The urban farming debate continues in Detroit and recently attracted the attention of Rev. Jesse Jackson who called the concept “cute but foolish” because, according to Jackson, Detroit needs investment and industry, “not bean patches” to solve its economic woes.
Yakini said Jackson’s remarks mischaracterize the urban agriculture movement.
“People are wise enough to know that we need a variety of ways to utilize land in Detroit,” Yakini said. “We are not suggesting that urban farming should replace industry. There is no singular solution to the economic problems. We still need industry.”
There have been other conversations around urban farming at the government level but Yakini said, “What they are talking about is planting Christmas trees, not food production. I think because we do have so much vacant land it gives us the opportunity to have food production in Detroit like they do in Havana, Cuba, which has created an example of urban agriculture around the world.”
He believes that if much needed resources are dedicated to urban farming, Detroit has the potential to produce 10 to 20 percent of the produce that residents consume that will help address the economy because “there is money in the food system and the processing industry.”
The other aspect, he said, will be “institutional support” — enlisting organizations and groups as clients such as the school system, and other institutions. But it is not only urban farming that Yakina and others are concerned about in creating a social enterprise that addresses food security.
They want to be actively involved at the local government level and influencing policy that supports equitable distribution of food, ensuring that food policies are in concert with the demands of consumers and that there is a proactive approach to address any structural bias that lends itself to “food injustice.”
That, he said, explains why the organization is working to create a retail food co-op store “because as the economy is in decline it’s becoming more and more apparent that the supermarket model is not the best model that keeps revenue in our community. It extracts revenue.”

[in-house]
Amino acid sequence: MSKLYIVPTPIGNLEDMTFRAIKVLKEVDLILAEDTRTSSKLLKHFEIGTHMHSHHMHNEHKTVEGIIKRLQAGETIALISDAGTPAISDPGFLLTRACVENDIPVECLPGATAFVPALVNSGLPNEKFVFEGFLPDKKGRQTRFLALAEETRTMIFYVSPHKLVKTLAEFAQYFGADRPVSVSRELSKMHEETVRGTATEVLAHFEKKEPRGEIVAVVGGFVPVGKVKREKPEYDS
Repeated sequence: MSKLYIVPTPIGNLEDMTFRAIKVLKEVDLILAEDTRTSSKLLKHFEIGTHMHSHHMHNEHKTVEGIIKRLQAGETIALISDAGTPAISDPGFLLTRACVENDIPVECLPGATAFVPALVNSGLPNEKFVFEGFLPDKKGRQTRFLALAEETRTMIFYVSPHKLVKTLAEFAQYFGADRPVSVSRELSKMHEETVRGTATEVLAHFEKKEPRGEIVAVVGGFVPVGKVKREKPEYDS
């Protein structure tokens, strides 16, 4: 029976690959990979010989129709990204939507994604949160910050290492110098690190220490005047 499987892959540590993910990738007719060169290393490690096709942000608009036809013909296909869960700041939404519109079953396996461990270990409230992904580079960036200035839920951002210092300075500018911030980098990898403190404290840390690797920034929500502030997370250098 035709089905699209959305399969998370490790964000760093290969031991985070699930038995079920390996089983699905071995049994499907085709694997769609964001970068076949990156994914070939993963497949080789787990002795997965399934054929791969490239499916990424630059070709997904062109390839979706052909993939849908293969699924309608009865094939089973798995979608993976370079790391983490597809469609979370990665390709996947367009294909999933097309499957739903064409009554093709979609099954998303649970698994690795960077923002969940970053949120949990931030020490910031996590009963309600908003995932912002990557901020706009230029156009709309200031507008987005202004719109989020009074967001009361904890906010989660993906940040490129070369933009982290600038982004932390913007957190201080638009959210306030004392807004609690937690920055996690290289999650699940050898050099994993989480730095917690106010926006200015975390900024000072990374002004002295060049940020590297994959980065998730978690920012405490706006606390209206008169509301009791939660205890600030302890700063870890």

Urban farming creates an alternative economy with the possibility of job creation.
“We need to rethink this whole idea of the economy and look at things locally,” Yakini said about an issue that has ignited debate in the wake of the collapse of Wall Street and the big banks.
But Yakini is not alone in his thought.
In 2008, I sat down with Archbishop Desmond Tutu for an interview and he echoed a sentiment that is at the center of the politics of local economies and has been a rallying cry for those who have called for a more extensive examination of the current economic system because of “unjust policies” toward the poor and less fortunate. “We are meant to live in a community of interdependence. If we continue to treat others as outsiders — and as you see, when they are outsiders, they will tend to get the thin end of the stick — then we will be in trouble. I hope that although we will be speaking from a position of weakness, we should be saying, ‘No, we want a fundamental revamp of the economic system,” Tutu said.
While the economy is still sending people to the unemployment lines in Detroit and across Michigan, what should happen now that hunger is bound to increase? “We would encourage everyone to start growing something,” Yakini said. “That way they can reduce the amount of money they are spending on food.”
Bankole Thompson is the author of the new book, “Obama and Black Loyalty, Vol. 1,” a trilogy on President Obama. His new book, “Obama and Christian Loyalty,” will be released soon.. Listen to his weekly analyses T
hursdays at 11:40 a.m. on “The Craig Fahle Show,” WDET-101.9FM-NPR affiliate. He is a member of the “Obama Watch” roundtable program, Sunday evenings, on WLIB-1190AM-New York which is simulcast in New Jersey and Connecticut. E-mail him at firstname.lastname@example.org.